- The final trend we discovered is a continuation of realistic earnings expectations among gig workers. Whereas our prior research found that about two-thirds of the people entering the gig economy expected to earn less than $500 per month from a gig (and actually did so), our current research indicates that this income expectation has actually increased a bit. About 71 percent of the gig workers surveyed in October 2021 have that same expectation. Likewise, the primary motivations that gig workers report for working their gigs have not changed over the past year. More than 80 percent of the gig workers surveyed in 2020 and 2021 stated that paying bills, saing and investing more and improving personal lifestyles motivated their gig work. These characteristics seem to line up with the expectations and motivations of a majority of direct selling distributors and reinforce an opportunity for direct selling growth if properly communicated.
In summary, the gig economy and its associated gig workers are here to stay and represent opportunities for forward-thinking direct selling companies. The many choices support the needs and desires of all segments in society—from Generation Z to Millennials to Gen X to Baby Boomers—who seek an opportunity to embrace alternative ways to work and use their entrepreneurial skills.
While there are future challenges for direct selling, there have always been challenges, especially during times of innovation and change. The future of work will be different in all formats. Debates and discussions will continue regarding how gig workers should be classified. “Less is more” has become a strategic imperative as a consequence of the pandemic, and businesses are learning to do more with less with technology being the great enabler. While new workers want more, perhaps they want to do less. They no longer tolerate complexity. When they find complexity, they seek simplicity. Direct selling, with its micro-entrepreneurial business model, is a channel of distribution that enables long-term relationships between intermediaries and customers that should benefit from the trends we have observed.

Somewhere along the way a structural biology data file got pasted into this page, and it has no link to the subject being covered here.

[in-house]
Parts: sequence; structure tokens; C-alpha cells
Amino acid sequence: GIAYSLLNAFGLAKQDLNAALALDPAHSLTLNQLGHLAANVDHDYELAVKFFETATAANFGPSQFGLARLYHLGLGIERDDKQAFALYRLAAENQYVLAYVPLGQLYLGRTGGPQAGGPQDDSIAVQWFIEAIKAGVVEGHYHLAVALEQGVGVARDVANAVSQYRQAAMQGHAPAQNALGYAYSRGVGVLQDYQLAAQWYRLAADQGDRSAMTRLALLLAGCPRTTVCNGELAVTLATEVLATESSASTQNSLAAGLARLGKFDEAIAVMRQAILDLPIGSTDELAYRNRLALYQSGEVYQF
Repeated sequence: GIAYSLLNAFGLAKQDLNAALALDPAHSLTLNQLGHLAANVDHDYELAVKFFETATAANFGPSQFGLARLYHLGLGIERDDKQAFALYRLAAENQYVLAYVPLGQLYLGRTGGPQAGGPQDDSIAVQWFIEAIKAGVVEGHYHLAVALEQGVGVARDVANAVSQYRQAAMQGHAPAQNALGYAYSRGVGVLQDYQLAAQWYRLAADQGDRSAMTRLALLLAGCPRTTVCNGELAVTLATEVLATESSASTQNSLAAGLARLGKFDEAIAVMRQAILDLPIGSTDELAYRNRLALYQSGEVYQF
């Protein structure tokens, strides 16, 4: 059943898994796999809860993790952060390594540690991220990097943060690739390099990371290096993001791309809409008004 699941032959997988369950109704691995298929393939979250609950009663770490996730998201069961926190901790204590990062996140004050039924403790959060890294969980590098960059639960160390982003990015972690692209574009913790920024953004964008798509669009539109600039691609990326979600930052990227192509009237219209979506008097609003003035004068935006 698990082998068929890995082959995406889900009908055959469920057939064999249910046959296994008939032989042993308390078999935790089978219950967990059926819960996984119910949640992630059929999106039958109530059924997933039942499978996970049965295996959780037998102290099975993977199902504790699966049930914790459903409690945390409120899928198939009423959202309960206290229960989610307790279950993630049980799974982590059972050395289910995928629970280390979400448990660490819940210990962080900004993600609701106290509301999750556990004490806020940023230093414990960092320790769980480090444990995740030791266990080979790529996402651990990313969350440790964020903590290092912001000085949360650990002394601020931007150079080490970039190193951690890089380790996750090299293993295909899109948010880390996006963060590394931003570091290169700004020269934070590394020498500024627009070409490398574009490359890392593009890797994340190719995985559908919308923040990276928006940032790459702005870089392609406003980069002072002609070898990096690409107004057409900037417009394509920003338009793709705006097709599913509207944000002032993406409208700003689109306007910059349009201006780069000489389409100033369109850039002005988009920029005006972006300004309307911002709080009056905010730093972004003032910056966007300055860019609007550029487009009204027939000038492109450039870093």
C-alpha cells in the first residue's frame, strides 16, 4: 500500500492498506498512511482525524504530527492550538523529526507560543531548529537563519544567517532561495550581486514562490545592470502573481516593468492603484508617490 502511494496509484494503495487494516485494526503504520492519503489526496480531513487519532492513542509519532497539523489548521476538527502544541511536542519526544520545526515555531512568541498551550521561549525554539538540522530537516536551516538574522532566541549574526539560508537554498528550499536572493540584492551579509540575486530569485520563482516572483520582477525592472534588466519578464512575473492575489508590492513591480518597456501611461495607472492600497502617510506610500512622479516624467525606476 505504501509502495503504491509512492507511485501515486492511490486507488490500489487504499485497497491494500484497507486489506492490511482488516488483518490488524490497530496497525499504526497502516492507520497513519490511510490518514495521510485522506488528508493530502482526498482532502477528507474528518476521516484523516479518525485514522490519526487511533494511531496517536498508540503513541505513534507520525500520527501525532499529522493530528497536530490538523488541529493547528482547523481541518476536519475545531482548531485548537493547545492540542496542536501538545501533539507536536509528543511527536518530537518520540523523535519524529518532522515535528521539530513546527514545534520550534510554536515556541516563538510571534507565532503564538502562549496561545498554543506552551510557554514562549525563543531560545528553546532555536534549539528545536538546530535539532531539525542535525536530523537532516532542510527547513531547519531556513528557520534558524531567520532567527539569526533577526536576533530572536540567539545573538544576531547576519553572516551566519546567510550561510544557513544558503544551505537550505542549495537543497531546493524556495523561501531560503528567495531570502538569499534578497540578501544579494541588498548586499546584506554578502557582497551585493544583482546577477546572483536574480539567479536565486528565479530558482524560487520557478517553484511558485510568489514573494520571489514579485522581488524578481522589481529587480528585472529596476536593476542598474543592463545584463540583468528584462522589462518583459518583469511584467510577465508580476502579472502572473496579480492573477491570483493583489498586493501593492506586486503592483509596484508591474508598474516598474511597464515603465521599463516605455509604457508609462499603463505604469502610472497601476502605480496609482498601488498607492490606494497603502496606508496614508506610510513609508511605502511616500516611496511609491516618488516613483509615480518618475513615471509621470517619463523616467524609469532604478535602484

John T. Fleming is author of Ultimate Gig: Flexibility, Freedom & Rewards published by Emerald Publishing (utlimategigresources.com – Amazon, Barnes & Nobel) which provides an in-depth glimpse of the future of work and how the gig economy has fueled the growth and appeal of flexible work opportunities. John is principal of Ideas and Design Group, LL, and recipient of both the DSA Hall of Fame and DSEF Circle of Honor recognitions.
Robert A. Peterson, Ph.D., is a professor and holds the Stuart Chair in Business Administration at The University of Texas at Austin. He has been observing and researching direct selling for more than 30 years. In 1991 he received the Circle of Honor Award from the Direct Selling Education Foundation.
From the December 2021 issue of Direct Selling News magazine.